This is a weekly compilation of bite-sized song & EP reviews from our music writers. Discover new favs, read nuanced criticism of the week’s hottest releases & more. Follow our playlist featuring these tracks and more on Spotify or Apple Music.
Diego Raposo, Sango, mediopicky, Esty - "Work That $hit"
Over the past 10 years, Sango has made a name for himself as a dexterous producer who revamped baile funk and broadened different global routes to this genre. He has gained a number of fans throughout this journey, and it’s mostly certain that Diego Raposo is among them. Alongside Sango, the upcoming Dominican producer managed to team up with his country fellows mediopicky and Esty in the upbeat tamborzão of “Work That $hit.” From Seattle to Santo Domingo, and rollerskating the streets of LA with Esty, the Spanglish song with Aminé-vibes works both as a morning booster or a summer dancefloor track. -Felipe Maia
Nite Jewel - “To Feel It”
Few people are as capable of transforming pain and loss into a beautiful piece of sonic art. Luckily, Ramona Gonzalez is one of them. As Nite Jewel, Gonzalez expresses those sentiments in a measured yet cathartic way, channeling turn-of-the-millennium R&B into her usual minimalistic setup to bring us a flawless track. “To Feel It” allows Gonzalez to take control of her pain and transforms it into a technicolored act of liberation. -Marcos Hassan
RaiNao - "Me Fui"
Empowerment and individuality have always been important themes for RaiNao, which is evident in her older tracks. Under that veneer, though, has been a sentimentality that doesn’t shy away from love if it appears before her, such as she expresses in “Celular” and “Online.” In her newest single “Me Fui,” she bridges the two, touching upon both a failed romance and the process of shedding herself of that baggage and not pausing her life for anyone. The song and video culminate in a badass coda of rock frenzy that makes one eager to hear more from her in that world. -Juan Arroyo
Rush Davis + Kingdom feat. Rochelle Jordan “Anyway”
The Fade To Mind crew remains an unchallenged musical time-traveling unit, mastering the past of dancefloor pop to mutate it into a near-futuristic genre. On “Anyway,” Rush Davis and Kingdom—with the assistance of Rochelle Jordan—take the basics of the Timbaland school of beats and hooks as well as 2-step UK garage to give us a certified banger. The lyrics might deal with unfaithfulness and redemption, yet nothing derails the message of dancing into a joyous mess. -Marcos Hassan
Tommy Blanco x HF x Luens - "Funeral"
The melding of reggaetón with electronic music is nowhere near new, but it’s taken on a second wind recently with names like Rauw Alejandro experimenting more and more. But some of the biggest gambles are being taken on the indie level, with artists such as Tommy Blanco flirting with the line between both genres to unique results. In “Funeral,” he teams up with HF Diez and Luens, crafting a track that takes brave swings with its production and songwriting, while still being dope enough to enjoy “rulay.” The accompanying music video straddles avant-garde cinema and performance art while tossing in cheeky nods to “Bohemian Rhapsody.” -Juan Arroyo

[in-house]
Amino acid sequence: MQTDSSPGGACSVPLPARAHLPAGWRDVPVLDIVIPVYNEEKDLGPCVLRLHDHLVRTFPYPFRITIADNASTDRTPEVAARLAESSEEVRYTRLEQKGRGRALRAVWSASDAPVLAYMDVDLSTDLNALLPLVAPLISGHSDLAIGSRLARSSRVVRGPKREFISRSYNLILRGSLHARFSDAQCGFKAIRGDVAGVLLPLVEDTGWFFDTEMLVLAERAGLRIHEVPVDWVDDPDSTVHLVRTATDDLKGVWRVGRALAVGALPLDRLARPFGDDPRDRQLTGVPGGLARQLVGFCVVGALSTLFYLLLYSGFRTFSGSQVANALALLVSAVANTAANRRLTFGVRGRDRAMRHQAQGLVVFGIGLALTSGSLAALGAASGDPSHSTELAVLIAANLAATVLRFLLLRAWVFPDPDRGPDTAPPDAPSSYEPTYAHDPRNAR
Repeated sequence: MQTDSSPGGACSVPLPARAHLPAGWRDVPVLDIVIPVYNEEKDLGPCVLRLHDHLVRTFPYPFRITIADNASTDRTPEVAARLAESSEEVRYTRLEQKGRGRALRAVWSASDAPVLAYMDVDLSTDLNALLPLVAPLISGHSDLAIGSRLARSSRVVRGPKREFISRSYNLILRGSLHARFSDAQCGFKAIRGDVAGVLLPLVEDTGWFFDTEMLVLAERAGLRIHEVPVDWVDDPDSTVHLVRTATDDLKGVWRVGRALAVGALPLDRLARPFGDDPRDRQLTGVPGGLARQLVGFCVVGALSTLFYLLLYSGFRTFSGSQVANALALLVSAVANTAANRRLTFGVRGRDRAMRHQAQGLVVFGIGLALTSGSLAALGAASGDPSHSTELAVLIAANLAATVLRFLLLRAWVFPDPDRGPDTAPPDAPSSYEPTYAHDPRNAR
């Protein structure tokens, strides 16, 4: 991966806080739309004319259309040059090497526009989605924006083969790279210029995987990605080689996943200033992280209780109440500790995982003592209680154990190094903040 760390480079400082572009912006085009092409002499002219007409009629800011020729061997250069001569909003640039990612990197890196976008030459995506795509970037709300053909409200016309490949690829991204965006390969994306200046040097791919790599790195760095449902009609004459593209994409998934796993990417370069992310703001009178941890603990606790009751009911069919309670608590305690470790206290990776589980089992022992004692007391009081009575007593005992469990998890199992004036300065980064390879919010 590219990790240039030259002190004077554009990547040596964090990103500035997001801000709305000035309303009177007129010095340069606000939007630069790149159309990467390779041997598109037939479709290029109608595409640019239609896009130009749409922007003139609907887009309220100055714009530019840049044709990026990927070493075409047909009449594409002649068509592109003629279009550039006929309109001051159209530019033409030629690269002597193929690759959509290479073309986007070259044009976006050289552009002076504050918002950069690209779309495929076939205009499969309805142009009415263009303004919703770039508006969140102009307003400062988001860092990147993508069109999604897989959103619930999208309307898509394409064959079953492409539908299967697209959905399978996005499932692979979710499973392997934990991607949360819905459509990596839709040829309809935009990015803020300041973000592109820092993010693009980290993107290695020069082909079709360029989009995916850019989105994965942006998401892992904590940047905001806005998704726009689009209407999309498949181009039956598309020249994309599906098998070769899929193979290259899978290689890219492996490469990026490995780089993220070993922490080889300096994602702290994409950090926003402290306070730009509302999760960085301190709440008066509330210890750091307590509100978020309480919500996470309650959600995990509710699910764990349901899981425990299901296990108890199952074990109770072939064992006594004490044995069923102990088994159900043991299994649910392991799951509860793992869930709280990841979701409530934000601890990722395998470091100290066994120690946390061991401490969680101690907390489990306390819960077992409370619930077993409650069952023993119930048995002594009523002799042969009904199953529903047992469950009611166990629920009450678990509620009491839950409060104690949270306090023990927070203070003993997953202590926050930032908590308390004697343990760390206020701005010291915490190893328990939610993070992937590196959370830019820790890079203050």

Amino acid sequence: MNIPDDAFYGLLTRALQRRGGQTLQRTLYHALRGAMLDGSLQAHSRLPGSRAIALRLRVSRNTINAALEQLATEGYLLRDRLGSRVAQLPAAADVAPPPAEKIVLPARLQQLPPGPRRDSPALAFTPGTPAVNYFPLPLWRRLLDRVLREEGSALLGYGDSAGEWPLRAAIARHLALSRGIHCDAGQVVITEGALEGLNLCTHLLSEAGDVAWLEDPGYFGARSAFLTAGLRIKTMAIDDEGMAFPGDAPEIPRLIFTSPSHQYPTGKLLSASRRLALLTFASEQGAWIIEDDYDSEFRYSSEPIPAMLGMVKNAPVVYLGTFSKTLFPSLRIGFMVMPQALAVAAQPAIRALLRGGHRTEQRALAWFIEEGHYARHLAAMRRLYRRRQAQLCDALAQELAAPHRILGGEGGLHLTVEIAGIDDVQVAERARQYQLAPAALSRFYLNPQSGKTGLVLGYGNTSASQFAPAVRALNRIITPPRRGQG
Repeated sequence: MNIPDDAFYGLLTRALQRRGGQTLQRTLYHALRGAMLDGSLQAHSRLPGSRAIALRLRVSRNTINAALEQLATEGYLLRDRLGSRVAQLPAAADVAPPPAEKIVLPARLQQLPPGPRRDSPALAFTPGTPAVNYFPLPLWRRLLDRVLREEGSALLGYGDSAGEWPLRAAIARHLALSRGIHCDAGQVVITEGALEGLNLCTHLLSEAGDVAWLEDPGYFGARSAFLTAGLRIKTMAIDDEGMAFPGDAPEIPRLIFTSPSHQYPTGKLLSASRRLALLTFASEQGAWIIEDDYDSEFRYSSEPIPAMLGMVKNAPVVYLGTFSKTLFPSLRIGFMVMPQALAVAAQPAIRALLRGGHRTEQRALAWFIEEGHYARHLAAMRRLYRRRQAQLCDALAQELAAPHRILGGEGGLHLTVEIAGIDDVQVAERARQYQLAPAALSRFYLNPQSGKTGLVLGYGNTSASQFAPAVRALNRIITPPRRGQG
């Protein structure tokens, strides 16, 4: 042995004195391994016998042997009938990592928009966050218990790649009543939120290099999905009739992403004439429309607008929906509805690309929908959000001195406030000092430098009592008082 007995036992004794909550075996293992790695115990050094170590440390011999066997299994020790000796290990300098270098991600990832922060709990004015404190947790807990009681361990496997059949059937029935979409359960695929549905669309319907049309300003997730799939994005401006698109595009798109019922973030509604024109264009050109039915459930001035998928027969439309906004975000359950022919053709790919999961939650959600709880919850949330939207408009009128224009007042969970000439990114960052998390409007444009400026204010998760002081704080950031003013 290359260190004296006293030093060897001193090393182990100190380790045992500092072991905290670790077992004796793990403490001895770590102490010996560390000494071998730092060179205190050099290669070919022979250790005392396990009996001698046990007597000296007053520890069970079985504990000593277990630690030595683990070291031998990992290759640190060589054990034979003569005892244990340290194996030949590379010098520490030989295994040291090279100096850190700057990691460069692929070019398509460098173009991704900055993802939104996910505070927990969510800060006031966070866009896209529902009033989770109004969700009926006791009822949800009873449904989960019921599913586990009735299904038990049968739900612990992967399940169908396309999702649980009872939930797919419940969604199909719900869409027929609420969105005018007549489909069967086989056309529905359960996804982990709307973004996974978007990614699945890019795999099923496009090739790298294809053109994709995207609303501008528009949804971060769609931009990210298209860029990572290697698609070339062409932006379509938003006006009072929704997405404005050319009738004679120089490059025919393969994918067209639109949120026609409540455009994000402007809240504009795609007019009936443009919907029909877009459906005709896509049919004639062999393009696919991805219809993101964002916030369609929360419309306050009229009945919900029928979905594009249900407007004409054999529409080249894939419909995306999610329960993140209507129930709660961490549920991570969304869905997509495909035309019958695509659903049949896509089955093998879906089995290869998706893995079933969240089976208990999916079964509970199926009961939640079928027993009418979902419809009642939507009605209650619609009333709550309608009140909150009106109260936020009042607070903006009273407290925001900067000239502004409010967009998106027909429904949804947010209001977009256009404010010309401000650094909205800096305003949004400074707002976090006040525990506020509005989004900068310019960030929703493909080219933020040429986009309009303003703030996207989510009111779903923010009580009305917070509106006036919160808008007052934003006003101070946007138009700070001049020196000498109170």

Ivana - "Si Nos Volvemos a Encontrar"
Monterrey newcomer Ivana has unveiled a delectable slice of dewy-eyed guitar pop titled “Si Nos Volvemos a Encontrar,” infusing the gauzy heartbreak ditty with minimalist drums and atmospheric production. The accompanying music video echoes Ivana’s search for peace within bitter goodbyes, summoning a gang of ride-or-dies for a cathartic road trip into the desert. -Richard Villegas
Sgt. Papers - "Sandwich de Monda"
Snarling Hermosillo punks Sgt. Papers have pushed the pedal to the metal with every new release from their forthcoming LP, and their brand new single “Sandwich de Monda” is keeping the gas at full throttle. Clocking in at under two minutes, the track is a bouncy wailer about making the best out of shitty times; accompanied by a campy spy thriller-inspired music video directed by buzzy Mexican film house, Neuderts. –Richard Villegas
Tárcis - "Todo Mundo Ama o Sol"
Blossoming from a recent wave of Rio’s hip-hop, Tarcis is a rapper with sharp production skills and an even sharper pen that rhymes over harsh grime beats or classy jazzy samples. In “Todo Mundo Ama o Sol,” he revisits the classic Roy Ayers gem—”Everybody Loves the Sunshine,” as in Tarcis’ song title—and reshapes it into a charming G-funk, boom-bap bed. It’s a love song written under the sunglasses lenses of a Rio’s suburban young artist: coated in a warm nostalgia and yet celebrating the yellow-glowing future that lies ahead of the MC and his beloved, his sunshine. -Felipe Maia